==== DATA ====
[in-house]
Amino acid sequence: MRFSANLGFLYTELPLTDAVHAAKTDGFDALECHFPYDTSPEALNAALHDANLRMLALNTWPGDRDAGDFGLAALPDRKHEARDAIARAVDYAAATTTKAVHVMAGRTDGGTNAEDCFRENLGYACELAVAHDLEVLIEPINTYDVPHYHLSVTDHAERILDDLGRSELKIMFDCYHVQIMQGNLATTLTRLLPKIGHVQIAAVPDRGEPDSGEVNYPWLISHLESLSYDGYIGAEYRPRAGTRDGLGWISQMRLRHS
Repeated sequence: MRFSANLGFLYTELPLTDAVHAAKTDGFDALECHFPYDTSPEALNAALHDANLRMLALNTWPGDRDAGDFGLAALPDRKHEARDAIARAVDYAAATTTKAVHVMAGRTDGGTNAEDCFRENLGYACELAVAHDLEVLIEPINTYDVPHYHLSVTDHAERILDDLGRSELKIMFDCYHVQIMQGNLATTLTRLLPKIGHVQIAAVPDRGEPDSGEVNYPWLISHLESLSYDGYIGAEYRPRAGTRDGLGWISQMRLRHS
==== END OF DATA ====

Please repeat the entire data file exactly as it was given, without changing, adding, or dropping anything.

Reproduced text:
[in-house]
Amino acid sequence: MRFSANLGFLYTELPLTDAVHAAKTDGFDALECHFPYDTSPEALNAALHDANLRMLALNTWPGDRDAGDFGLAALPDRKHEARDAIARAVDYAAATTTKAVHVMAGRTDGGTNAEDCFRENLGYACELAVAHDLEVLIEPINTYDVPHYHLSVTDHAERILDDLGRSELKIMFDCYHVQIMQGNLATTLTRLLPKIGHVQIAAVPDRGEPDSGEVNYPWLISHLESLSYDGYIGAEYRPRAGTRDGLGWISQMRLRHS
Repeated sequence: MRFSANLGFLYTELPLTDAVHAAKTDGFDALECHFPYDTSPEALNAALHDANLRMLALNTWPGDRDAGDFGLAALPDRKHEARDAIARAVDYAAATTTKAVHVMAGRTDGGTNAEDCFRENLGYACELAVAHDLEVLIEPINTYDVPHYHLSVTDHAERILDDLGRSELKIMFDCYHVQIMQGNLATTLTRLLPKIGHVQIAAVPDRGEPDSGEVNYPWLISHLESLSYDGYIGAEYRPRAGTRDGLGWISQMRLRHS